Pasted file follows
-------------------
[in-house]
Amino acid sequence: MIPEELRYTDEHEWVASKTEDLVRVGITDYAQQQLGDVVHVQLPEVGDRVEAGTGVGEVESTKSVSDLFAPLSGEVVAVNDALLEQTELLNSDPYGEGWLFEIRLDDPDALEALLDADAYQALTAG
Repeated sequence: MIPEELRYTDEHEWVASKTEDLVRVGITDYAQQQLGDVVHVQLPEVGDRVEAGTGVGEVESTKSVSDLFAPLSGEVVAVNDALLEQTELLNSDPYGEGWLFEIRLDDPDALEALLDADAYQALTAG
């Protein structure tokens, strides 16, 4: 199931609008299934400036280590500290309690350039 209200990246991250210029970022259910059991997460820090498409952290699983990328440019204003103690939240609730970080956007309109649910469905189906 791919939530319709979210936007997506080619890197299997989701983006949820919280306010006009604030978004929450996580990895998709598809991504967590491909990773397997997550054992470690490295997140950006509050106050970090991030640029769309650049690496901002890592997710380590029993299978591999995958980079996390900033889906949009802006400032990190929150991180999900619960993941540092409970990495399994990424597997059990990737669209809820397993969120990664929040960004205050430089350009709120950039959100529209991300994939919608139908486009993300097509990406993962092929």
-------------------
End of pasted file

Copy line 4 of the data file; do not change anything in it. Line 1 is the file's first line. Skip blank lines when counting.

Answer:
């Protein structure tokens, strides 16, 4: 199931609008299934400036280590500290309690350039 209200990246991250210029970022259910059991997460820090498409952290699983990328440019204003103690939240609730970080956007309109649910469905189906 791919939530319709979210936007997506080619890197299997989701983006949820919280306010006009604030978004929450996580990895998709598809991504967590491909990773397997997550054992470690490295997140950006509050106050970090991030640029769309650049690496901002890592997710380590029993299978591999995958980079996390900033889906949009802006400032990190929150991180999900619960993941540092409970990495399994990424597997059990990737669209809820397993969120990664929040960004205050430089350009709120950039959100529209991300994939919608139908486009993300097509990406993962092929």